25. 25. IT Governance Focus areas  Risk management requires risk awareness by senior corporate officers, a clear understanding of the enterprise’s appetite for risk, understanding of compliance requirements, transparency about the significant risks to the enterprise and embedding of risk management responsibilities into the organization.  Performance measurement tracks and monitors strategy implementation, project completion, resource usage, process performance and service delivery, using, for example, balanced scorecards that translate strategy into action to achieve goals measurable beyond conventional accounting. .IBPM Group
  26. 26. IT Governance Focus areas – Strategic Alignment Strategic Alignment focuses on ensuring the linkage of business and IT plans IT value proposition  Defining,  Maintaining  Validating Aligning IT operations with enterprise operationsIBPM Group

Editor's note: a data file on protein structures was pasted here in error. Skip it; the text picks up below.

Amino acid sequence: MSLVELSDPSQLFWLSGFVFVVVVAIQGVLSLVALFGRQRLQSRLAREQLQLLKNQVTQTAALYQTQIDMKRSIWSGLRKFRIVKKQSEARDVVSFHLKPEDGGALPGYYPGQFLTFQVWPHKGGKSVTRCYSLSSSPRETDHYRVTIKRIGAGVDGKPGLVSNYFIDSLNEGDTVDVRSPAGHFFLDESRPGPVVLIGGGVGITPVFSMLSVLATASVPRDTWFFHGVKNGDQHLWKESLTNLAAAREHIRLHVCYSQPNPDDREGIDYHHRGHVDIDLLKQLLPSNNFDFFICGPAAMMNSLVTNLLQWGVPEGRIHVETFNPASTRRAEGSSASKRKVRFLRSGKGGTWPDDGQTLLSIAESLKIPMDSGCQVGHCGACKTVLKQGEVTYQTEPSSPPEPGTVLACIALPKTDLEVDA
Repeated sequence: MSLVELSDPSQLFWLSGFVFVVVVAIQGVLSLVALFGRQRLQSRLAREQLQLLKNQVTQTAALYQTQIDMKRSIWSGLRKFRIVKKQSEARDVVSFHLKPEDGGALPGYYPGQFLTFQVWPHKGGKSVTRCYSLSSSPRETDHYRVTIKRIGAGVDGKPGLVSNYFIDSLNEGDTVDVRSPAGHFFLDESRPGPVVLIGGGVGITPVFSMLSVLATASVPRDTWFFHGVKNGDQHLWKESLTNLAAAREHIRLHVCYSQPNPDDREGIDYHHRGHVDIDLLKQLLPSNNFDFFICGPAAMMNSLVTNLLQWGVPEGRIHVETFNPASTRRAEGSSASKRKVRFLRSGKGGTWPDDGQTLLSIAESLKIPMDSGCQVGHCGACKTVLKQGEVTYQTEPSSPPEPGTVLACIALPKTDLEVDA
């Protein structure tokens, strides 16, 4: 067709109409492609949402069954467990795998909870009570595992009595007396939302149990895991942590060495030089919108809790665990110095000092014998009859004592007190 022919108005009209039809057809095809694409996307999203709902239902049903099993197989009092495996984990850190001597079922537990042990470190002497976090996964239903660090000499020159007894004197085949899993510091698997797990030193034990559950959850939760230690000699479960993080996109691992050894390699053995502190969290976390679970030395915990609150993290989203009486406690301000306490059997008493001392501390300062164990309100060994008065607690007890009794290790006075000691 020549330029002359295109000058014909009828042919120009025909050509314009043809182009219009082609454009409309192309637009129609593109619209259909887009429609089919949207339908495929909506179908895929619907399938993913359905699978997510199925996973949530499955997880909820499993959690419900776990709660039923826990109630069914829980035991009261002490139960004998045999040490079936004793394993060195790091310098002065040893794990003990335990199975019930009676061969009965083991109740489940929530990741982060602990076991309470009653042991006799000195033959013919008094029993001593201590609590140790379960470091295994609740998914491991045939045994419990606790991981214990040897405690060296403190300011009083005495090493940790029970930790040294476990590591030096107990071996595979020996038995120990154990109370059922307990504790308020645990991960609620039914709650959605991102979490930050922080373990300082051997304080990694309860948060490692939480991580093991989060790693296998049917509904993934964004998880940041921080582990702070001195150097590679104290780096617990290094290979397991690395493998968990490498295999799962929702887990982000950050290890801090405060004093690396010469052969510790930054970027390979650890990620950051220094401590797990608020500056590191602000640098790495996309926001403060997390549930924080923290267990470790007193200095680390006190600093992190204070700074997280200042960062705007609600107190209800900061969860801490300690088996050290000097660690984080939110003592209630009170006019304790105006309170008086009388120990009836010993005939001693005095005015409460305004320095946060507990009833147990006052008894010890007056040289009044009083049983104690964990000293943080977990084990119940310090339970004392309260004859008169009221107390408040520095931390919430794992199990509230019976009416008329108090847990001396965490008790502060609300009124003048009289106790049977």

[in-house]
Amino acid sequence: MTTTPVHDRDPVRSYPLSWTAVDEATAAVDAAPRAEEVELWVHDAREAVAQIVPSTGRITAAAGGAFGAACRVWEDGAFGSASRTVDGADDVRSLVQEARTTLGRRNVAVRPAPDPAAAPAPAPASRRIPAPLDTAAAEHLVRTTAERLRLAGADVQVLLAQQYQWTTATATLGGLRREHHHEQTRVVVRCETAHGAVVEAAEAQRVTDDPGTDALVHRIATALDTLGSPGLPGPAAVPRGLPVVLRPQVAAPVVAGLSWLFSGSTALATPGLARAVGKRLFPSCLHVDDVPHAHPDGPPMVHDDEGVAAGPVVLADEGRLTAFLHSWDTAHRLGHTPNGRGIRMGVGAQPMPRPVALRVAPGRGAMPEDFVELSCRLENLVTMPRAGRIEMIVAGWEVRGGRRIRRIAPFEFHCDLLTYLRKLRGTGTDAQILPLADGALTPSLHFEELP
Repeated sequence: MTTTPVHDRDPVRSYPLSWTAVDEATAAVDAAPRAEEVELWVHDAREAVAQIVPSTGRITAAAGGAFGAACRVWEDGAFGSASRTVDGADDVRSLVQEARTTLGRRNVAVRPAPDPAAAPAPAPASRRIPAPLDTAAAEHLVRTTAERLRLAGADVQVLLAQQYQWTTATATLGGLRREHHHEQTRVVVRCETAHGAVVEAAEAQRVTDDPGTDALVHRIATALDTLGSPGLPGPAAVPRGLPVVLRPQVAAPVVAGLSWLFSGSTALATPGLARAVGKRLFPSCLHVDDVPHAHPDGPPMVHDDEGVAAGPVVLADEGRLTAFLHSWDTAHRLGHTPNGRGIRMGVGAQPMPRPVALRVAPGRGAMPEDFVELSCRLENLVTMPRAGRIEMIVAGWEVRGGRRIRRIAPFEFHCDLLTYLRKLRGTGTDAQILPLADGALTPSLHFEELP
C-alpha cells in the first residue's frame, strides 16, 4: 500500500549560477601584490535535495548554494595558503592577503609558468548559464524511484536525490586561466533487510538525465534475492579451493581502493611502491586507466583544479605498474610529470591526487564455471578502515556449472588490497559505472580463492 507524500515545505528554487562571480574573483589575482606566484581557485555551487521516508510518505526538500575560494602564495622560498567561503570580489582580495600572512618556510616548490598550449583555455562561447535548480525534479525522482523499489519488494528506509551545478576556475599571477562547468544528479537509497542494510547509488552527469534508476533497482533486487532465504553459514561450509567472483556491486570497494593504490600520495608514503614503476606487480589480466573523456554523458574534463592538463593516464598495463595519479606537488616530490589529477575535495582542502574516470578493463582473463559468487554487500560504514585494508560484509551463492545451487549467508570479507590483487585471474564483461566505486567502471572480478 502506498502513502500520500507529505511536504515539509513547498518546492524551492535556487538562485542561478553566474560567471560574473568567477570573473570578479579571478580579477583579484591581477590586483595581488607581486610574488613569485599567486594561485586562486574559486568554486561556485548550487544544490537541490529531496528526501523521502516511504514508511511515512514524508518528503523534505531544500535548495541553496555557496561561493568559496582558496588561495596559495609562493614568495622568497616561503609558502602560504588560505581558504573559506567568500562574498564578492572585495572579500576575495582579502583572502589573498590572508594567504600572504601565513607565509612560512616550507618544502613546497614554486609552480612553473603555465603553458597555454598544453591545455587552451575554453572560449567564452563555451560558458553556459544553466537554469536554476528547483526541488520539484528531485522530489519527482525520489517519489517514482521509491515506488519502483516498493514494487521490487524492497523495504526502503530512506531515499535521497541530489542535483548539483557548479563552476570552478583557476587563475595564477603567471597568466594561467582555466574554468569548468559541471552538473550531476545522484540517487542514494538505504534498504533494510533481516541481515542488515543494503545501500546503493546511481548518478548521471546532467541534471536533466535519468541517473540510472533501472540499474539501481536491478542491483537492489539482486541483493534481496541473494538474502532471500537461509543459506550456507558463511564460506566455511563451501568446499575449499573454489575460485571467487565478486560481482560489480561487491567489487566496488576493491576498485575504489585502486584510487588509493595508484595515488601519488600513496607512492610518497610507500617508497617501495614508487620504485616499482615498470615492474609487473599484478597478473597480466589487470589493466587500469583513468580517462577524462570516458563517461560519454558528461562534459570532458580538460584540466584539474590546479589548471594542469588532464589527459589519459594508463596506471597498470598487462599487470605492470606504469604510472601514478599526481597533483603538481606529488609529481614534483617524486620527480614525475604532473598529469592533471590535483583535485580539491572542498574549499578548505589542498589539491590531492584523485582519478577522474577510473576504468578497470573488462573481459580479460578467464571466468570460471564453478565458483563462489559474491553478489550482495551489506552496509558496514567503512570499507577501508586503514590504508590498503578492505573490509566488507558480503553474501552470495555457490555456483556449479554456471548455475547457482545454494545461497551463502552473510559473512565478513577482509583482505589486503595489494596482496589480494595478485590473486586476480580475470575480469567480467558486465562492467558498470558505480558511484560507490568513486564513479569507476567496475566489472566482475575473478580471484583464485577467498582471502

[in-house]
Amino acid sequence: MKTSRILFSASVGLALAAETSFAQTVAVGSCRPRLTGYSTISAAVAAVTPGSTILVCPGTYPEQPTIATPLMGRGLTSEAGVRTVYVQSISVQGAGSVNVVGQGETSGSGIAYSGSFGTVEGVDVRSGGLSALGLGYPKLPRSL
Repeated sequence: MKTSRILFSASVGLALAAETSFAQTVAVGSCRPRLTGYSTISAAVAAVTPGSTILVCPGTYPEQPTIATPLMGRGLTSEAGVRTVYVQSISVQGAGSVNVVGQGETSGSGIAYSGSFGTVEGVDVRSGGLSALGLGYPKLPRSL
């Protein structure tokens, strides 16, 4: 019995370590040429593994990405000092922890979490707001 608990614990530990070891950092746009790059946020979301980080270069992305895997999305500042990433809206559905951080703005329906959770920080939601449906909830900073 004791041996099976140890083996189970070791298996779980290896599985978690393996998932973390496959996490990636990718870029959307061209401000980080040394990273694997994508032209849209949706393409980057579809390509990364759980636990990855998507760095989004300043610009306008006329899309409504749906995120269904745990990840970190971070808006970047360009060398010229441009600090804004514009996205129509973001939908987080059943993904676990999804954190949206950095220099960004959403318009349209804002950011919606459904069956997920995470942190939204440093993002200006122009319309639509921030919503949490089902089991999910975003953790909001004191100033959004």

27. 27. IT Governance Focus areas – Value Delivery  Value Delivery is about executing the value proposition throughout the delivery cycle, ensuring that IT delivers the promised benefits against the strategy, concentrating on optimizing costs and proving the intrinsic value of IT.  Governance are mostly qualitative and less quantitative which does not lend itself to ‘value delivery’.  Many new IT Governance initiatives often have no mechanism in place to measure the success or benefits of their governance efforts.  When IT Governance performance measurement disciplines and practices are in use, they are mostly informal, subjective or based on qualitative measures only.IBPM Group
  28. 28. IT Governance Focus areas – Risk management  Risk awareness by senior corporate officer  A clear understanding of the enterprise’s appetite for risk  Transparency about the significant risks to the enterprise  Embedding of risk management responsibilities into the organizationIBPM Group
  29. 29. IT Governance Focus areas – Resource management Optimal investment in, and the proper management of, critical IT resources:  Processes  People  Applications  Infrastructure  InformationIBPM Group
  30. 30. IT Governance Focus areas – Performance management  Tracks and monitors strategy implementation  Project completion  Resource usage  Process performance  Service deliveryIBPM Group
  31. 31. COBIT FrameworkIBPM Group
  32. 32. IBPM Group